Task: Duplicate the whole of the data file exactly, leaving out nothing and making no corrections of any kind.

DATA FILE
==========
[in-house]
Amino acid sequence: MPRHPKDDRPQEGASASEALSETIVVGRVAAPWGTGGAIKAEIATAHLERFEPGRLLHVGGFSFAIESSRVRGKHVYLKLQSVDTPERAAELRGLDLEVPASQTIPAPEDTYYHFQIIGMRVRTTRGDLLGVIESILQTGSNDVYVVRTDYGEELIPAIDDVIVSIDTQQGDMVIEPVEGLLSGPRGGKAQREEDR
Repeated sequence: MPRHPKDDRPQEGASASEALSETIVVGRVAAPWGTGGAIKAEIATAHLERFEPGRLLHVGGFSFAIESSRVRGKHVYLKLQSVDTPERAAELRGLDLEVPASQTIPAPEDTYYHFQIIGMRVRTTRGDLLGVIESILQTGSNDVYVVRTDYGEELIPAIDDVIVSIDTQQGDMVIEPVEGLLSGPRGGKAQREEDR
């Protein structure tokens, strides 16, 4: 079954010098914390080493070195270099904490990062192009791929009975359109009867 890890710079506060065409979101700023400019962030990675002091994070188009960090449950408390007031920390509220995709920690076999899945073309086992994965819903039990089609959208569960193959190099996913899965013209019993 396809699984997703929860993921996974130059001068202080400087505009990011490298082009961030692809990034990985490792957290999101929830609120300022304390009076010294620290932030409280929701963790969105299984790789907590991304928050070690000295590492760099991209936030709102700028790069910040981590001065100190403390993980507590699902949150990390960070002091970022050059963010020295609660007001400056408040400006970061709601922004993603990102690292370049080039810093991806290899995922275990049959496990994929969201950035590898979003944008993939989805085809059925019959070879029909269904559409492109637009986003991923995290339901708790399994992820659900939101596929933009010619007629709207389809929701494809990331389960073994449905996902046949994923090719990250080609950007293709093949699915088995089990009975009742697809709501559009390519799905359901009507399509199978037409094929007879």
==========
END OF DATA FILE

[in-house]
Amino acid sequence: MPRHPKDDRPQEGASASEALSETIVVGRVAAPWGTGGAIKAEIATAHLERFEPGRLLHVGGFSFAIESSRVRGKHVYLKLQSVDTPERAAELRGLDLEVPASQTIPAPEDTYYHFQIIGMRVRTTRGDLLGVIESILQTGSNDVYVVRTDYGEELIPAIDDVIVSIDTQQGDMVIEPVEGLLSGPRGGKAQREEDR
Repeated sequence: MPRHPKDDRPQEGASASEALSETIVVGRVAAPWGTGGAIKAEIATAHLERFEPGRLLHVGGFSFAIESSRVRGKHVYLKLQSVDTPERAAELRGLDLEVPASQTIPAPEDTYYHFQIIGMRVRTTRGDLLGVIESILQTGSNDVYVVRTDYGEELIPAIDDVIVSIDTQQGDMVIEPVEGLLSGPRGGKAQREEDR
């Protein structure tokens, strides 16, 4: 079954010098914390080493070195270099904490990062192009791929009975359109009867 890890710079506060065409979101700023400019962030990675002091994070188009960090449950408390007031920390509220995709920690076999899945073309086992994965819903039990089609959208569960193959190099996913899965013209019993 396809699984997703929860993921996974130059001068202080400087505009990011490298082009961030692809990034990985490792957290999101929830609120300022304390009076010294620290932030409280929701963790969105299984790789907590991304928050070690000295590492760099991209936030709102700028790069910040981590001065100190403390993980507590699902949150990390960070002091970022050059963010020295609660007001400056408040400006970061709601922004993603990102690292370049080039810093991806290899995922275990049959496990994929969201950035590898979003944008993939989805085809059925019959070879029909269904559409492109637009986003991923995290339901708790399994992820659900939101596929933009010619007629709207389809929701494809990331389960073994449905996902046949994923090719990250080609950007293709093949699915088995089990009975009742697809709501559009390519799905359901009507399509199978037409094929007879």